In cross-border cases, it is compulsory to hear the child in mediation, with different age limits for each country. Hague Convention on the benefits and difficulties of mediation. The child must always know that it is not his/her responsibility to decide.

On the issue of child involvement, Márta referred to the draft professional recommendation "And whose interest is it?", which she recommends reading. It is the product of an informal working group set up by the Partners Hungary Foundation. If you are interested, please contact and we will send you the material.A 60-page technical paper is expected to be published in October 2018.


Other points concerned, comments

European Parliament Study 2014 - European Union Mediation Paradox - 2008/52/EP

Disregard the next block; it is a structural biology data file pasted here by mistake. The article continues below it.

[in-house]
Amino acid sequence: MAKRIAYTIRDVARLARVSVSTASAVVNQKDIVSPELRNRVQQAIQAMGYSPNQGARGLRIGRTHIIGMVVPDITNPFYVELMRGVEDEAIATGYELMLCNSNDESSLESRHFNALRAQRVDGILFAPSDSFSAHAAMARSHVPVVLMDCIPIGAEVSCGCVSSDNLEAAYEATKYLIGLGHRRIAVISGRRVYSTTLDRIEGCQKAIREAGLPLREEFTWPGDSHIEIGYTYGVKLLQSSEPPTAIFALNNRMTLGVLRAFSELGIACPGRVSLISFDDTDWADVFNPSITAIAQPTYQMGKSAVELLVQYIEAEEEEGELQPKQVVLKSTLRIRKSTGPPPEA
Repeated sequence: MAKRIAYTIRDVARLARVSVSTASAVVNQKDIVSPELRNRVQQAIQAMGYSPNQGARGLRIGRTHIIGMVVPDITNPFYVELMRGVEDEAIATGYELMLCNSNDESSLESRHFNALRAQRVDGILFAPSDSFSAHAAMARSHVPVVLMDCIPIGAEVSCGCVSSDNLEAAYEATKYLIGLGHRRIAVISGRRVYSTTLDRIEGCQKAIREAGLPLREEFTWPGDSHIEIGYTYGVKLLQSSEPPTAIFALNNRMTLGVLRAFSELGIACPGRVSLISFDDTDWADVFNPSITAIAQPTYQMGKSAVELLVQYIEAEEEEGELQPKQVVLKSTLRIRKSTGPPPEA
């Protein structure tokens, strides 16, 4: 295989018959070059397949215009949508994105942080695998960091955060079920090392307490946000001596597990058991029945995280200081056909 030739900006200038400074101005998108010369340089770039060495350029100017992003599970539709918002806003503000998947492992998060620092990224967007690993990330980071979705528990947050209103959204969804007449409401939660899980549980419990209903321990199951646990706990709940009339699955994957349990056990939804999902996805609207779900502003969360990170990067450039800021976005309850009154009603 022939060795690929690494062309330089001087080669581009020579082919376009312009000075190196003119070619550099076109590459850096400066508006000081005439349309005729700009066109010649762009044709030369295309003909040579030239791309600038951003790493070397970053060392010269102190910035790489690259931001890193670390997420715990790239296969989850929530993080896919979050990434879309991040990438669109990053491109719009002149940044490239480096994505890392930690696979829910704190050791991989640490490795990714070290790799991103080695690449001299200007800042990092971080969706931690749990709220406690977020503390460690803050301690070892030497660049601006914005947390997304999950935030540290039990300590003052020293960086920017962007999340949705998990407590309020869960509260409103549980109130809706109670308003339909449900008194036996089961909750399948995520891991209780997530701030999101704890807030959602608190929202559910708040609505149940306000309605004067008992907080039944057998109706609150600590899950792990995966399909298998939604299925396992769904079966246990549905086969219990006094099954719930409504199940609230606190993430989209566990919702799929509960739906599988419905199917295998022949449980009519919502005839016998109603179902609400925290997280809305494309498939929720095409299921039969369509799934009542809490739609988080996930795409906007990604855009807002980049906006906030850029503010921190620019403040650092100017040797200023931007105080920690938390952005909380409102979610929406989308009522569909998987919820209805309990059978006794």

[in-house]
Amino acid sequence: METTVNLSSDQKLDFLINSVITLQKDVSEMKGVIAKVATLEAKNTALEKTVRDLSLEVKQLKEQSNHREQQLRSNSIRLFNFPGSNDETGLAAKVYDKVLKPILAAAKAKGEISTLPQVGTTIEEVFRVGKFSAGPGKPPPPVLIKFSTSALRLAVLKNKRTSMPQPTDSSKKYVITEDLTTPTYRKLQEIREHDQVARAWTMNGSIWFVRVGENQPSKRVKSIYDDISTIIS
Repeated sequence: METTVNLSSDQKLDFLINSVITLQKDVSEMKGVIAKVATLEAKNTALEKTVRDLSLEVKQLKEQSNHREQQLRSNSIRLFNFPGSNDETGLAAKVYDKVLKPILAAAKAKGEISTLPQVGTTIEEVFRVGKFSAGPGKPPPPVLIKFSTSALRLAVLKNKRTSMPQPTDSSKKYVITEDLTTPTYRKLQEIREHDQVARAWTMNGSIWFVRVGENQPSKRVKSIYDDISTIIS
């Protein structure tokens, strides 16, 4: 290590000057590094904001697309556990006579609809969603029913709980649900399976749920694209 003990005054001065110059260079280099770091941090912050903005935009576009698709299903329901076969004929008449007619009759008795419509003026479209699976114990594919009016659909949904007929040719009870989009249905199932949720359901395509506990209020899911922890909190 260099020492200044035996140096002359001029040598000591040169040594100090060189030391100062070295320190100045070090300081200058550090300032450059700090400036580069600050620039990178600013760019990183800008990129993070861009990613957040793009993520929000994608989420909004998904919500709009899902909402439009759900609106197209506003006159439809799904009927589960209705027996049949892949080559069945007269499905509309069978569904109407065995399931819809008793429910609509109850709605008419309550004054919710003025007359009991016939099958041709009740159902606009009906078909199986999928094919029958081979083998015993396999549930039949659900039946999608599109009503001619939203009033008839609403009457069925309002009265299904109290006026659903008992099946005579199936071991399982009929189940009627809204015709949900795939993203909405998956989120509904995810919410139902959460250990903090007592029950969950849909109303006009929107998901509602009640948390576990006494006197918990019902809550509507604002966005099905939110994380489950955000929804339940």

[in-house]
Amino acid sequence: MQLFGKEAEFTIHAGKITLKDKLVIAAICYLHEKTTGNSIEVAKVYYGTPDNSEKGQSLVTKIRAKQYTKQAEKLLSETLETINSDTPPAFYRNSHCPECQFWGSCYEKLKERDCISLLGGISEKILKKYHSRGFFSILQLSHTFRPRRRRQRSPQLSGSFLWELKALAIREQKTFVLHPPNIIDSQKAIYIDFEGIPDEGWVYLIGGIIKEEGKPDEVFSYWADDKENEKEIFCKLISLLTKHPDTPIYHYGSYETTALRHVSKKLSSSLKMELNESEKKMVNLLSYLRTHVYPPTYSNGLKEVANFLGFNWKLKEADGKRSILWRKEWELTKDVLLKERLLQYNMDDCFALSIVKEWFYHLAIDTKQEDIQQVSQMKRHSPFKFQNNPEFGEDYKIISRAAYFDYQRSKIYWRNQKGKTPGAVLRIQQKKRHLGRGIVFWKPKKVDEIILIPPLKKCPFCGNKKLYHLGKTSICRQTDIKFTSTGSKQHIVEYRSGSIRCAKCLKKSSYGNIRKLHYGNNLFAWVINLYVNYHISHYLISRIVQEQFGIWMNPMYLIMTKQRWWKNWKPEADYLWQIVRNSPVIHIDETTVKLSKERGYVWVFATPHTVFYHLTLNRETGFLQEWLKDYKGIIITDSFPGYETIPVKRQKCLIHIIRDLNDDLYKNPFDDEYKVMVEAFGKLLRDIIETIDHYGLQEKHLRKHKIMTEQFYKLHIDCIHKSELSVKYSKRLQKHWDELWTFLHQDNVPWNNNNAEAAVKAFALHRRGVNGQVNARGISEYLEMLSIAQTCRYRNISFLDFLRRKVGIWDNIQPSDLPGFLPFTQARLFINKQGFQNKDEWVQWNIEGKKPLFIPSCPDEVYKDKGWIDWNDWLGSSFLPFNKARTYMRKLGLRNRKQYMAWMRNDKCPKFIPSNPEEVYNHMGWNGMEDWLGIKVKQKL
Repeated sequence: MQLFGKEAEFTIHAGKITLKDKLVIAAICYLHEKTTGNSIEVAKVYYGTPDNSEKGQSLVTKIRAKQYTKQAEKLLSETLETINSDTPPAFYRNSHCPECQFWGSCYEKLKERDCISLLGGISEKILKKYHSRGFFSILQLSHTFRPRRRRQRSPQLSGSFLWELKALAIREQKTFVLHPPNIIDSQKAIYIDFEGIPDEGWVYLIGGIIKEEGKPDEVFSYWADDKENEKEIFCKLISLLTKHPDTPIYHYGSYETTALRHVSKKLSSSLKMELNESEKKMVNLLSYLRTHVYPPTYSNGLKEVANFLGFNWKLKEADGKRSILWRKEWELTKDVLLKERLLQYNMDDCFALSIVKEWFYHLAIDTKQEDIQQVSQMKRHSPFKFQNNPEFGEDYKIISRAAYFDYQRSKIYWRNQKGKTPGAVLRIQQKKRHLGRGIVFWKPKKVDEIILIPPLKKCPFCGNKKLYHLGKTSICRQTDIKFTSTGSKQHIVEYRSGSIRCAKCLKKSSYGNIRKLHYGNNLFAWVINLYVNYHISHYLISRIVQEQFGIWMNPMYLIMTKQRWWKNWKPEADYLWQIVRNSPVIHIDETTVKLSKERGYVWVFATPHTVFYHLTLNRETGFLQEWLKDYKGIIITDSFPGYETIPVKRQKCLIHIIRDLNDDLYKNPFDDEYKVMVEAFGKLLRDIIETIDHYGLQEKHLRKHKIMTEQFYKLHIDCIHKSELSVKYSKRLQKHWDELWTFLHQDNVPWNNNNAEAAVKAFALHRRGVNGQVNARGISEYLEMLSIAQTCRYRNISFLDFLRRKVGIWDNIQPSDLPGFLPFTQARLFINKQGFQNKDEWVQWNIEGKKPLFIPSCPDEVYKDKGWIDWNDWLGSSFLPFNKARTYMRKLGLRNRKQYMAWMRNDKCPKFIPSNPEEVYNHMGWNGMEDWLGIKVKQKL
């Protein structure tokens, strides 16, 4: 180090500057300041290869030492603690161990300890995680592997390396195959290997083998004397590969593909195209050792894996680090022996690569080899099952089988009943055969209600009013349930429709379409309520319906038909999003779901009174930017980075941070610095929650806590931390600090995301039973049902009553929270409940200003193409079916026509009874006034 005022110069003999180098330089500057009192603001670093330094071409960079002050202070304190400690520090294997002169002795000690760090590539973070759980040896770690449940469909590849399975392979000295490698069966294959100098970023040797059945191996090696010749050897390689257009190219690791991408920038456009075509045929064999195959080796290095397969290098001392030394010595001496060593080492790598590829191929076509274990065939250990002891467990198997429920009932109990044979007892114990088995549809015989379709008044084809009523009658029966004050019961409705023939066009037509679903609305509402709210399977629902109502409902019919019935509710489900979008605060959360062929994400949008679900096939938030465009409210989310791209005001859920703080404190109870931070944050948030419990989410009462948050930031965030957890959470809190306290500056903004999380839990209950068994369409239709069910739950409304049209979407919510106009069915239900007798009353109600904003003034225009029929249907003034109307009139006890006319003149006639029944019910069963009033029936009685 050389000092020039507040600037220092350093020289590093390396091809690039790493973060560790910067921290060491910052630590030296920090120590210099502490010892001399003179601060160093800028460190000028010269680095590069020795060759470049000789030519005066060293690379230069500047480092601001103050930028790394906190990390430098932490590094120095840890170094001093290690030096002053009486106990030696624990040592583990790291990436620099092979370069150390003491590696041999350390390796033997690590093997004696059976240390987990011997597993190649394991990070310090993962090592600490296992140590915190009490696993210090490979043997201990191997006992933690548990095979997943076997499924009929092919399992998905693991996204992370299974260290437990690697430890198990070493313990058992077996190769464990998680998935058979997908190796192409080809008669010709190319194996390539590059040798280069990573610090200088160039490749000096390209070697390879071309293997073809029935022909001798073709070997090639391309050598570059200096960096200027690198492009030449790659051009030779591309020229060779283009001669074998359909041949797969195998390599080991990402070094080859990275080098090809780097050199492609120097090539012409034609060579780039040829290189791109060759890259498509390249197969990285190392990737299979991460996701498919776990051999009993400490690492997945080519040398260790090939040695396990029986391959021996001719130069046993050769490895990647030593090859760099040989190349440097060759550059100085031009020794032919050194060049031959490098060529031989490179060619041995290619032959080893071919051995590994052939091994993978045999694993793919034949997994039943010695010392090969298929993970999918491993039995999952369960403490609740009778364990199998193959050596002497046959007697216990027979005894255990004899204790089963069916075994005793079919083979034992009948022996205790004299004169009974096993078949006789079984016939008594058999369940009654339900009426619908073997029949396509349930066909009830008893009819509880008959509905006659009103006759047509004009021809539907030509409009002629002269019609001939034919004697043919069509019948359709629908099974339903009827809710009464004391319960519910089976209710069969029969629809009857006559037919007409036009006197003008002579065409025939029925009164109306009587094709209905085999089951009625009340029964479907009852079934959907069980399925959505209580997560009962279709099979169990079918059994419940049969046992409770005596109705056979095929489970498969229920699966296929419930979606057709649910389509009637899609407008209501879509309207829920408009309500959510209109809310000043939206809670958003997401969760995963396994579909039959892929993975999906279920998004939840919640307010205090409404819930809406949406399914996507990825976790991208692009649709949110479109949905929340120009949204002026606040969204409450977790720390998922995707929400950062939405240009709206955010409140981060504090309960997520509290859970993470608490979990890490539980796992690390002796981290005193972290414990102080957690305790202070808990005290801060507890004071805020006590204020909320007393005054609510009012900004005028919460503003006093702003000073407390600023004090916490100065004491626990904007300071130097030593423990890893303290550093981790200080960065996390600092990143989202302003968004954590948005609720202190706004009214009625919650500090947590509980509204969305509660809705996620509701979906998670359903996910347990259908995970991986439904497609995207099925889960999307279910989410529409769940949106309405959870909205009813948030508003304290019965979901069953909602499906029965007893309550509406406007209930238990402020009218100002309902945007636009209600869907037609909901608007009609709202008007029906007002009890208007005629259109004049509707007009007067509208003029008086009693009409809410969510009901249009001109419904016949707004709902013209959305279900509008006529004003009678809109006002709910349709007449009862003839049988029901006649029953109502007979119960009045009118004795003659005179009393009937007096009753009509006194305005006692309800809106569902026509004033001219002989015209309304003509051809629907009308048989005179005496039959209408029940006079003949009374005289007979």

György Gajduschek MTA TK JTK on legal culture transformation research.

Silent workshops for democracy - mediation in kindergartens.

Agnes Lux - best interest of the child, not best interest.

Family law 2018.1. no. How to say it so you understand it article. Informing the child about a judge's decision at the end of the trial, about the judgment, so that the child understands the judge's decision.

Informing children before and after the trial is important, and this should also be considered.

The presentation ended with a short film on child information.


In the afternoon panel discussion we talked about the experiences of mediation in schools in Hungary. Partners Hungary first trained teacher and student mediators in 2009 at the Polytechnic, and over the years we have trained around 250 school professionals (teachers, psychologists, social workers) in mediation.Since 2015, we have been running an Erasmus+ programme in 3 secondary schools in Szolnok, the details and professional materials of which are available at here you can read.


Budapest, 30 May 2018.

Kriszta Kukity

Partners Hungary Foundation